Cuisine Quotes

Quotes tagged as "cuisine" (showing 1-30 of 34)
James Beard
“If I had to narrow my choice of meats down to one for the rest of my life, I am quite certain that meat would be pork.”
James Beard

Arthur Conan Doyle
“Her cuisine is limited but she has as good an idea of breakfast as a Scotchwoman."

[Sherlock Holmes, on Mrs. Hudson's cooking.]
Arthur Conan Doyle, The Naval Treaty

Michael Pollan
“Every cuisine has its characteristic 'flavor principle,' Rozin contends, whether it is tomato-lemon-oregano in Greece; lime-chili in Mexico; onion-lard-paprika in Hungary, or, in Samin's Moroccan dish, cumin-coriander-cinnamon-ginger-onion-fruit. (And in America? Well, we do have Heinz ketchup, a flavor principle in a bottle that kids, or their parents, use to domesticate every imaginable kind of food. We also now have the familiar salty-umami taste of fast food, which I would guess is based on salt, soy oil, and MSG.”
Michael Pollan, Cooked: A Natural History of Transformation

Lydia Davis
“Why don't you like the foods I like?" he asks sometimes. "Why don't you like the foods I make?" I answer.”
Lydia Davis, Almost No Memory

James Hamilton-Paterson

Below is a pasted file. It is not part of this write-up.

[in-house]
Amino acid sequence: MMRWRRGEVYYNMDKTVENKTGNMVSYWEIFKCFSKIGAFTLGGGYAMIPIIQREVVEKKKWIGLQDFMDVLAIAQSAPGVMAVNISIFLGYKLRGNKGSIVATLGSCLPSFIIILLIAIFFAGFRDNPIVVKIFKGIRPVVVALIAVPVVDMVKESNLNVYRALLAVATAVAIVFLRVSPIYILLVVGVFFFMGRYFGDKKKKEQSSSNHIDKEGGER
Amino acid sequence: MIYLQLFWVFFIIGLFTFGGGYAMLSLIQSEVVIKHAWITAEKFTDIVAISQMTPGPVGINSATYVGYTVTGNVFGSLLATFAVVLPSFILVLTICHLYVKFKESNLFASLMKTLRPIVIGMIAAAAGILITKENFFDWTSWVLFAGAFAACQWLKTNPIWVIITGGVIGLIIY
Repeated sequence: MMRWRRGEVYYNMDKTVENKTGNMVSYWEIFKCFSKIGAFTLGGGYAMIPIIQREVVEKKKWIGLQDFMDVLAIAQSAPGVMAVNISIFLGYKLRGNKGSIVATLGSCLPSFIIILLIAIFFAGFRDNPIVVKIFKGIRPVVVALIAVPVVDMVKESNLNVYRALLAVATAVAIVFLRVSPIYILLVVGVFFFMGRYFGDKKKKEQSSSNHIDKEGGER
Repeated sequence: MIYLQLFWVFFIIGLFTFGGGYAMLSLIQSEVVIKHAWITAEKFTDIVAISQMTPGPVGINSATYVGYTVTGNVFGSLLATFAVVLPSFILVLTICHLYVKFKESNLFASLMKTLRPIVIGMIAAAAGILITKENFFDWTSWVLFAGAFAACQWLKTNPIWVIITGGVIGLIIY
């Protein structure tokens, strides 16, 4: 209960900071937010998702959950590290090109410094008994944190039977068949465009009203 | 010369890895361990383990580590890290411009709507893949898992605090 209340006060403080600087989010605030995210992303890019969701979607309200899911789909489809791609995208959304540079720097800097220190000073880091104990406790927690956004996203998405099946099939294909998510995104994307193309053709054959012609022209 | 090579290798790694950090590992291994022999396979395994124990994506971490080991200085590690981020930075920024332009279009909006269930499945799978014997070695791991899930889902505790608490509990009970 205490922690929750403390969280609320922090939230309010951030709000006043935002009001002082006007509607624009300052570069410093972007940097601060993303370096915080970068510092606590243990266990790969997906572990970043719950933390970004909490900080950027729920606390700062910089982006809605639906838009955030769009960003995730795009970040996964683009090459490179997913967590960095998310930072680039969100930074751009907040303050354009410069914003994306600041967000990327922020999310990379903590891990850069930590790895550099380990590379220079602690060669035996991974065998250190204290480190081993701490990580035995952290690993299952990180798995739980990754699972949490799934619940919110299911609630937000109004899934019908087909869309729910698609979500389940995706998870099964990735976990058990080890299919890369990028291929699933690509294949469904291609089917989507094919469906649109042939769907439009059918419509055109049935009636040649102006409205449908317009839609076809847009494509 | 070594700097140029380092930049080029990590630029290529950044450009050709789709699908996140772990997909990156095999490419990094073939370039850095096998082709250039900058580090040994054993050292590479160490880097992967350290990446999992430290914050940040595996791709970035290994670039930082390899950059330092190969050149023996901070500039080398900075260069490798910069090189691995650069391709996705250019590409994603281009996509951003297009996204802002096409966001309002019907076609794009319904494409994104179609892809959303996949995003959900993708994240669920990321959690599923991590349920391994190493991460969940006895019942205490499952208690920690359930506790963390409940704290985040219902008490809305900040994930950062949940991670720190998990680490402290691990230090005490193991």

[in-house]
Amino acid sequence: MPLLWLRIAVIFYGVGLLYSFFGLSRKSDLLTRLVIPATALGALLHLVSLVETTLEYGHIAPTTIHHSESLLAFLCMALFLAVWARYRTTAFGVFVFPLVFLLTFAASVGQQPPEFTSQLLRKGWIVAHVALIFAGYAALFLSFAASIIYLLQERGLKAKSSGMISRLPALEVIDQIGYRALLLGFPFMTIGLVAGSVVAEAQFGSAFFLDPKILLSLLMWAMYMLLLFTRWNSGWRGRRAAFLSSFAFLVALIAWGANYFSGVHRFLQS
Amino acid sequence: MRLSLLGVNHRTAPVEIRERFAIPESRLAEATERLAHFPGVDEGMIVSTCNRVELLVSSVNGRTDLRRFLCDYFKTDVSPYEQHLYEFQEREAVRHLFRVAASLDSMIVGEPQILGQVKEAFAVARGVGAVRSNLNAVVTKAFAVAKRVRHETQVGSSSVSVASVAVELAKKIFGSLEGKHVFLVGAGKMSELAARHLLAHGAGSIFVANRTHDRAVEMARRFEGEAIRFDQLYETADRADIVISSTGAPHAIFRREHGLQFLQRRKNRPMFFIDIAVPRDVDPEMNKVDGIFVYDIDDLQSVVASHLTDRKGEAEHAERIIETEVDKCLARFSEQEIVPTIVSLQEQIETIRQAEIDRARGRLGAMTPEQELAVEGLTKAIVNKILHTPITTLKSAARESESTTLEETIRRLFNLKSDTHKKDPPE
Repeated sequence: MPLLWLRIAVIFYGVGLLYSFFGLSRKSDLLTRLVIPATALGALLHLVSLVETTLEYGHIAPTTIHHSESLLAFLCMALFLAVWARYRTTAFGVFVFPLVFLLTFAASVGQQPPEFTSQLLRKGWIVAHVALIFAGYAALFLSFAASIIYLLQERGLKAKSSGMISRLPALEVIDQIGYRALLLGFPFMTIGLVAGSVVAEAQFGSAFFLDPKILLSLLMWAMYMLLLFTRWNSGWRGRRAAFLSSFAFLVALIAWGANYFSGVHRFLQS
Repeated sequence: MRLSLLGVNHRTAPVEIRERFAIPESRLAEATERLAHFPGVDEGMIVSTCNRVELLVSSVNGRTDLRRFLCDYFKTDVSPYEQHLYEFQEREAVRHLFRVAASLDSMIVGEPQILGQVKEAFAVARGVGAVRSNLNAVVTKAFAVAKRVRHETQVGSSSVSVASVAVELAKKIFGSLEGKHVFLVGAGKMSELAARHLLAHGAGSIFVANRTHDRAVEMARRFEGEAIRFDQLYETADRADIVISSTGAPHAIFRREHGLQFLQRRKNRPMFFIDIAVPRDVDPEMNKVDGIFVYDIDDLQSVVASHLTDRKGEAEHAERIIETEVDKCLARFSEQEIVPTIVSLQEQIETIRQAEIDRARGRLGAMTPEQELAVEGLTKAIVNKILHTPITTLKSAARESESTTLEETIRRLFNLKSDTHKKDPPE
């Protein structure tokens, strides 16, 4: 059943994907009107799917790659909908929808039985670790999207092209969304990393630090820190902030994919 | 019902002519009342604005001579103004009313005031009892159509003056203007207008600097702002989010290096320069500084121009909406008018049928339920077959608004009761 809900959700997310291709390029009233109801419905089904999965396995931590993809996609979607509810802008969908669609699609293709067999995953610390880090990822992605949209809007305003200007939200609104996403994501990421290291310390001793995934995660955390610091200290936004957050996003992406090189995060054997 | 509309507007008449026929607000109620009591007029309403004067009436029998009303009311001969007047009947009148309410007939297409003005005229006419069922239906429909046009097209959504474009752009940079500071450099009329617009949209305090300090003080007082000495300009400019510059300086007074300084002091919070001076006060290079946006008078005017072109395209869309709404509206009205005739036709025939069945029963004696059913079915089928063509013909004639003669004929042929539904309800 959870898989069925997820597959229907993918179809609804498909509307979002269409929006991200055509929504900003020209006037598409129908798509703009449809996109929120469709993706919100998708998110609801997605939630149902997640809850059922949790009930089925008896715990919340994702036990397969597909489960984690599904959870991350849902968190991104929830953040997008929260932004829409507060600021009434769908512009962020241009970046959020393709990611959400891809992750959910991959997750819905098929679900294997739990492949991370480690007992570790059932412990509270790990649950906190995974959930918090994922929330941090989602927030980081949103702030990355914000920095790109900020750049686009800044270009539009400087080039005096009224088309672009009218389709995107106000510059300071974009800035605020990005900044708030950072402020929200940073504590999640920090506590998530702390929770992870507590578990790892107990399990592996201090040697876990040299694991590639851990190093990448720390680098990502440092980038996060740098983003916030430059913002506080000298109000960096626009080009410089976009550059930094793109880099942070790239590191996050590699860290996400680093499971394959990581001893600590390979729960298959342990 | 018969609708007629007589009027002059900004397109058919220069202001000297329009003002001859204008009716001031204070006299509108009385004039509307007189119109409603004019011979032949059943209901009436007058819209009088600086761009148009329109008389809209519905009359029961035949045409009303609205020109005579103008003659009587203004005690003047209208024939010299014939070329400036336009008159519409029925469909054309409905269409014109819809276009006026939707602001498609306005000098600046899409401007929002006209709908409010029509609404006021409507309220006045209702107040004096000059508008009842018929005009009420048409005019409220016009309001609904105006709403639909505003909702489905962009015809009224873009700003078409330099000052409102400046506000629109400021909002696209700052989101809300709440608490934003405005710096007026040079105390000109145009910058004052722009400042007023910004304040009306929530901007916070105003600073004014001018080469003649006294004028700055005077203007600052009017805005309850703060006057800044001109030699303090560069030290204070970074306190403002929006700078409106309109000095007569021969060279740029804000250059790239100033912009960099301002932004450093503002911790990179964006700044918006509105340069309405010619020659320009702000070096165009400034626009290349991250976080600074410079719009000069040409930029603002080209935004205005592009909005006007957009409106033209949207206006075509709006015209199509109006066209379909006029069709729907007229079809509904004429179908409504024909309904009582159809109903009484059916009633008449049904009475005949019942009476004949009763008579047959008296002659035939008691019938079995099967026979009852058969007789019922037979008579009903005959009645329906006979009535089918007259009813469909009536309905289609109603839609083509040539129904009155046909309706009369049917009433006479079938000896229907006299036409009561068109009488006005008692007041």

“A culinary triumph: the ingenious use of food as an offensive weapon.”
James Hamilton-Paterson, Cooking with Fernet Branca

A.J. Liebling
“Hitler was the archetype of the abstemious man. When the other krauts saw him drink water in the Beer Hall they should have known he was not to be trusted.”
A.J. Liebling

Keith McGowan
“I love children. Eating them, that is.”
Keith McGowan, The Witch's Guide to Cooking with Children

“Fine food is poison. It can be as bitter as antimony and bitter almonds and as repulsive as swallowing live toads. Like the poison the emperor took every day to stop himself being poisoned, fine food must be taken daily until the system becomes immune to its ravages and the taste buds beaten and abused to the point where they not only accept but savour every vile concoction under the sun.”
Lisa St. Aubin de Terán, The Palace the Palace

Zomick's Bakery
“There are divisions between a culinary chef and a dessert chef, also called a pastry chef. At Zomick's are specializations within the pastry chef field. Some pastry chefs specialize in baking breads, while others are master cake designers. Each field requires an exceptional level of creativity and attention to detail.”
Zomick's Bakery, Zomick's Kosher Challah - Bread Recipes by Zomick's Bakery